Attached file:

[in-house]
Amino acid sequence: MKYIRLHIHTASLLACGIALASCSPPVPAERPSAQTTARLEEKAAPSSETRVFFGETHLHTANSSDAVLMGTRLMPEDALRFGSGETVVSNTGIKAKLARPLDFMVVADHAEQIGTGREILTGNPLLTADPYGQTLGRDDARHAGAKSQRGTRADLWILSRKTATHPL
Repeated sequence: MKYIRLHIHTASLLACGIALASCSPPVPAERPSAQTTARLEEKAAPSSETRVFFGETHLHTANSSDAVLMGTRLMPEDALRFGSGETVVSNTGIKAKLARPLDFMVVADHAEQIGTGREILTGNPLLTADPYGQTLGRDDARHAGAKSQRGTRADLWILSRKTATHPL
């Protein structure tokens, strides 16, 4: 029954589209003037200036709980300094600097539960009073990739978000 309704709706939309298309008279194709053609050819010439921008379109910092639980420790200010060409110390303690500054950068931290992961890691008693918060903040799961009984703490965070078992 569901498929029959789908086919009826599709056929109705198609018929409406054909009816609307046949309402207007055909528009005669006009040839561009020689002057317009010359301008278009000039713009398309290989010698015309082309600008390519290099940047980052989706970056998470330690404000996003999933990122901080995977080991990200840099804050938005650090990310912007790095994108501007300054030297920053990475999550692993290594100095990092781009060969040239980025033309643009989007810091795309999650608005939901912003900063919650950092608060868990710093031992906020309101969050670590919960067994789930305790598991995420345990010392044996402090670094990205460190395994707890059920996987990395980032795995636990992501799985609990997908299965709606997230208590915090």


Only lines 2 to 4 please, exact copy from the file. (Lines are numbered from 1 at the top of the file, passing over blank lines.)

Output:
Amino acid sequence: MKYIRLHIHTASLLACGIALASCSPPVPAERPSAQTTARLEEKAAPSSETRVFFGETHLHTANSSDAVLMGTRLMPEDALRFGSGETVVSNTGIKAKLARPLDFMVVADHAEQIGTGREILTGNPLLTADPYGQTLGRDDARHAGAKSQRGTRADLWILSRKTATHPL
Repeated sequence: MKYIRLHIHTASLLACGIALASCSPPVPAERPSAQTTARLEEKAAPSSETRVFFGETHLHTANSSDAVLMGTRLMPEDALRFGSGETVVSNTGIKAKLARPLDFMVVADHAEQIGTGREILTGNPLLTADPYGQTLGRDDARHAGAKSQRGTRADLWILSRKTATHPL
């Protein structure tokens, strides 16, 4: 029954589209003037200036709980300094600097539960009073990739978000 309704709706939309298309008279194709053609050819010439921008379109910092639980420790200010060409110390303690500054950068931290992961890691008693918060903040799961009984703490965070078992 569901498929029959789908086919009826599709056929109705198609018929409406054909009816609307046949309402207007055909528009005669006009040839561009020689002057317009010359301008278009000039713009398309290989010698015309082309600008390519290099940047980052989706970056998470330690404000996003999933990122901080995977080991990200840099804050938005650090990310912007790095994108501007300054030297920053990475999550692993290594100095990092781009060969040239980025033309643009989007810091795309999650608005939901912003900063919650950092608060868990710093031992906020309101969050670590919960067994789930305790598991995420345990010392044996402090670094990205460190395994707890059920996987990395980032795995636990992501799985609990997908299965709606997230208590915090």